8. My experience is that most IT projects fail because the leadership focus, which is key to initiating the project, gets diluted during the implementation phase. Through effective project management and by ensuring that every IT project, even very small ones, gets the same level of attention right through the project phase, we were able to overcome implementation-related issues. There is an effort to manage change management in a focused manner, despite the fact that a few unknowns do crop up. Specifically, the large IT projects do cause a bit of disruption during the transition. In that case, effective testing of all possible scenarios before implementation helps to significantly minimise the surprises during implementation.

    Other than improving the quality and timeliness of information flows, automation has helped in improving effectiveness of internal controls and good governance.

  9. What results have you achieved in terms of enhancing information flows, business decision support and/or efficiency in the functioning of the company at large and/or the Finance team in specific?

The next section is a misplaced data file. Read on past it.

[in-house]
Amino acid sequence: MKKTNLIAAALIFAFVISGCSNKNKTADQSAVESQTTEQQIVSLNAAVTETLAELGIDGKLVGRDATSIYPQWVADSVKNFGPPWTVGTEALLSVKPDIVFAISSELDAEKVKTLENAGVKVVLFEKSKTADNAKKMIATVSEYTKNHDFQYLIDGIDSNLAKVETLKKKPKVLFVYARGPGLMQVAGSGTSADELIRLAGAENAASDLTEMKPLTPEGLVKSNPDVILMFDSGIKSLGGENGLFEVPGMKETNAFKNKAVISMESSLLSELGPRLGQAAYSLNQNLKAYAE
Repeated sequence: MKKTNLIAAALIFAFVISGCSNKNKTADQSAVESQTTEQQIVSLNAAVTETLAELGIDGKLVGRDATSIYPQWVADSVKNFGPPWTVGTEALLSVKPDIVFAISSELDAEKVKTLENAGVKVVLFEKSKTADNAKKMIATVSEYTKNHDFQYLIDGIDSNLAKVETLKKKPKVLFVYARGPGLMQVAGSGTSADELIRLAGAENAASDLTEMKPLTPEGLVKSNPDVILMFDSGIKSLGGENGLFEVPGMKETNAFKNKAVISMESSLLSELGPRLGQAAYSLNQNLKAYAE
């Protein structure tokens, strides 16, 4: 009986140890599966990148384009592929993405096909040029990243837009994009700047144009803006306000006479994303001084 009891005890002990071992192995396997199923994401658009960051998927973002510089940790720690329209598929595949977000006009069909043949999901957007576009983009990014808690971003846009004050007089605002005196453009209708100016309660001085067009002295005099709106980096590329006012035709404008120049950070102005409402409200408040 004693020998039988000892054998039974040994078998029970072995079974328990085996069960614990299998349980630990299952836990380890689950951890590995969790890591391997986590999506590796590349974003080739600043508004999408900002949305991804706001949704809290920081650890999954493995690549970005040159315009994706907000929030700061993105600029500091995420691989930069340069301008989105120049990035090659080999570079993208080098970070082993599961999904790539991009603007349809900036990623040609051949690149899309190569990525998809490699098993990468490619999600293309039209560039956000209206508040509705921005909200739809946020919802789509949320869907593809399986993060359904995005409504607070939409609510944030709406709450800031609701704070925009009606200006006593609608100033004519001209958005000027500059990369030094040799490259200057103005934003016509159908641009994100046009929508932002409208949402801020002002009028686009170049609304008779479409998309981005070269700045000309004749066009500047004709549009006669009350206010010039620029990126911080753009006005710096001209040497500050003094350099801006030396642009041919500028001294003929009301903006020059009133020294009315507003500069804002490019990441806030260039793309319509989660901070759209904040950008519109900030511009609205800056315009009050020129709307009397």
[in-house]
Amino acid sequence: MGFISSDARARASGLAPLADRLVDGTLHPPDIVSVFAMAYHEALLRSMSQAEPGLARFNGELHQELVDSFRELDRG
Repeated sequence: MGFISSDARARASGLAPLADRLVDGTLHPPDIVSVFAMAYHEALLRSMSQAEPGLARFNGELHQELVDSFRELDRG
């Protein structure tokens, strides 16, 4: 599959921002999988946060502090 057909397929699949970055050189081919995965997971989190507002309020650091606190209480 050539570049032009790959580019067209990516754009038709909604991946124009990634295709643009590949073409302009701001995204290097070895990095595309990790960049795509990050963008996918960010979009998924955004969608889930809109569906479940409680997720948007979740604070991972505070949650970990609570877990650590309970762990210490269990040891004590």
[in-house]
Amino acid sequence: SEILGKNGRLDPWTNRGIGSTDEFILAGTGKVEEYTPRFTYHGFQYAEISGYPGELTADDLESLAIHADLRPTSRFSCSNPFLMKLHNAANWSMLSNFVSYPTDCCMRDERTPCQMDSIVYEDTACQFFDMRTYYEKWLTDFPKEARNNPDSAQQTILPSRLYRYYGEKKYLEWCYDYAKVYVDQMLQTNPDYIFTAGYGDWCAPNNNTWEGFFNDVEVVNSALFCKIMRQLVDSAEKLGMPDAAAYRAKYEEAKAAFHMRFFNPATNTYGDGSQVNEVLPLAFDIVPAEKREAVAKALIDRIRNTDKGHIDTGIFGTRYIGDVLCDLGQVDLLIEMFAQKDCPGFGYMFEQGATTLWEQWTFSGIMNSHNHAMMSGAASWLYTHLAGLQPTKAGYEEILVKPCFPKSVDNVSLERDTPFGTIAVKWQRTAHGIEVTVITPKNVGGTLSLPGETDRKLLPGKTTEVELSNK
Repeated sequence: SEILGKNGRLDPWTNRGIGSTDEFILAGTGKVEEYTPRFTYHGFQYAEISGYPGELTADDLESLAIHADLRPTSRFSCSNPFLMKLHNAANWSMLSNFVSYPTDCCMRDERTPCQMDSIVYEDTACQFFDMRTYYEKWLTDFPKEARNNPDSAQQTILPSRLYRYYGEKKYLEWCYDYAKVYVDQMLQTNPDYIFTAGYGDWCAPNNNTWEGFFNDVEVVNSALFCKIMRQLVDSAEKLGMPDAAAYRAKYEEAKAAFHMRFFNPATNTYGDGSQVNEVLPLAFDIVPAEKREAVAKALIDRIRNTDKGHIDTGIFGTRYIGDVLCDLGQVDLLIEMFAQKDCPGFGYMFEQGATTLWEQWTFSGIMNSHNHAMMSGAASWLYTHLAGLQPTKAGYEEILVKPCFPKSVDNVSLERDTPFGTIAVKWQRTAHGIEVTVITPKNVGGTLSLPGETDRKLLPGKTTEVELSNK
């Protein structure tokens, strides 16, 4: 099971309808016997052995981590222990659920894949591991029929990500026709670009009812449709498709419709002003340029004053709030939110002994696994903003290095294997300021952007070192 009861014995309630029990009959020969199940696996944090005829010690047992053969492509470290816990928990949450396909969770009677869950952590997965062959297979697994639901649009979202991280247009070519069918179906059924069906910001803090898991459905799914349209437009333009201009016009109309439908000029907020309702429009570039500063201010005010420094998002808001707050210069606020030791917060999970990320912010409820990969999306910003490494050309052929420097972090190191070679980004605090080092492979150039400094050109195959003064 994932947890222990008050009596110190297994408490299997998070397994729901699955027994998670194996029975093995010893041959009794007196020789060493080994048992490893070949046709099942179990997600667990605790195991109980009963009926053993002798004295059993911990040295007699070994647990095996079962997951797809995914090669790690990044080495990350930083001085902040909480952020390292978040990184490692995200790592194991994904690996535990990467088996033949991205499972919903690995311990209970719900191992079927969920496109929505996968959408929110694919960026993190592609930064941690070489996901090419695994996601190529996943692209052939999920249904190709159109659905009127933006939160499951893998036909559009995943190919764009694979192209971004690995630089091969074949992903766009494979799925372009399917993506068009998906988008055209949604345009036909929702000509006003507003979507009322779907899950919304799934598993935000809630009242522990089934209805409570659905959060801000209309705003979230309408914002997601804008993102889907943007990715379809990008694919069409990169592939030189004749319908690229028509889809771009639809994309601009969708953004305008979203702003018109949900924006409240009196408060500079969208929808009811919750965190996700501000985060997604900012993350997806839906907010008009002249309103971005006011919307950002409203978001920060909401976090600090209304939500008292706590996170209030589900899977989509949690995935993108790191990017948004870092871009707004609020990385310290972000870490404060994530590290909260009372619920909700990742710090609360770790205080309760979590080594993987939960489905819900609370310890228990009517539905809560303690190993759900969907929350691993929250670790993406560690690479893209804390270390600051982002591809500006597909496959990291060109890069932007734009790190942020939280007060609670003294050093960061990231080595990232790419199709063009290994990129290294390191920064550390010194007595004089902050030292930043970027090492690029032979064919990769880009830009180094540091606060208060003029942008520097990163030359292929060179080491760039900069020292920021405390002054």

10. The biggest outcome has been the information from the source without the use of spreadsheets and timely information to all internal stakeholders. It has improved both the quality and timeliness of decision making and ensured better engagement with customers and vendors with more accurate information and standardised templates. Given the business growth rate, this has helped in improving effectiveness of internal controls and good governance. For instance, we implemented the ‘Linear Project Programming Module’ that provided all stakeholders a uniform view into the different stages of the project through an online dashboard. Now all stakeholders, including customers, have the same reference point, with real-time updates on aspects like project scope, the status of hardware acquisition and delivery, implementation, customer acceptance, etc. This has helped us eliminate the need for regular status update meetings.